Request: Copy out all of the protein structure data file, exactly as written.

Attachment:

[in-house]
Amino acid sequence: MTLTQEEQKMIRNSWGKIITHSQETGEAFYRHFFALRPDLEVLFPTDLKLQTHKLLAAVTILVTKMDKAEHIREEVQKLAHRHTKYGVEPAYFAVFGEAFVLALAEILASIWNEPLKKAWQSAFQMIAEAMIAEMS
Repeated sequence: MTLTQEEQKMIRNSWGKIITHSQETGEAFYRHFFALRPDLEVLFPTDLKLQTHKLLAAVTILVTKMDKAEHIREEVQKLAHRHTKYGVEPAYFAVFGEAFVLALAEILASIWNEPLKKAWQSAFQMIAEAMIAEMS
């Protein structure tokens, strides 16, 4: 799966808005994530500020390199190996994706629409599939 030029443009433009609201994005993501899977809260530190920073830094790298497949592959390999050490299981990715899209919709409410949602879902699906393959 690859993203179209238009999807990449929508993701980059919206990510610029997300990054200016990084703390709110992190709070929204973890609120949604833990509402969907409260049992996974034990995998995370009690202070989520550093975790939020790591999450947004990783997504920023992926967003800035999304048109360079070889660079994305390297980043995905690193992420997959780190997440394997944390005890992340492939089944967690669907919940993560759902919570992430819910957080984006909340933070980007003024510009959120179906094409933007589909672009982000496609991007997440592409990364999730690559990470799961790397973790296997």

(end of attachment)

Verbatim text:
[in-house]
Amino acid sequence: MTLTQEEQKMIRNSWGKIITHSQETGEAFYRHFFALRPDLEVLFPTDLKLQTHKLLAAVTILVTKMDKAEHIREEVQKLAHRHTKYGVEPAYFAVFGEAFVLALAEILASIWNEPLKKAWQSAFQMIAEAMIAEMS
Repeated sequence: MTLTQEEQKMIRNSWGKIITHSQETGEAFYRHFFALRPDLEVLFPTDLKLQTHKLLAAVTILVTKMDKAEHIREEVQKLAHRHTKYGVEPAYFAVFGEAFVLALAEILASIWNEPLKKAWQSAFQMIAEAMIAEMS
């Protein structure tokens, strides 16, 4: 799966808005994530500020390199190996994706629409599939 030029443009433009609201994005993501899977809260530190920073830094790298497949592959390999050490299981990715899209919709409410949602879902699906393959 690859993203179209238009999807990449929508993701980059919206990510610029997300990054200016990084703390709110992190709070929204973890609120949604833990509402969907409260049992996974034990995998995370009690202070989520550093975790939020790591999450947004990783997504920023992926967003800035999304048109360079070889660079994305390297980043995905690193992420997959780190997440394997944390005890992340492939089944967690669907919940993560759902919570992430819910957080984006909340933070980007003024510009959120179906094409933007589909672009982000496609991007997440592409990364999730690559990470799961790397973790296997």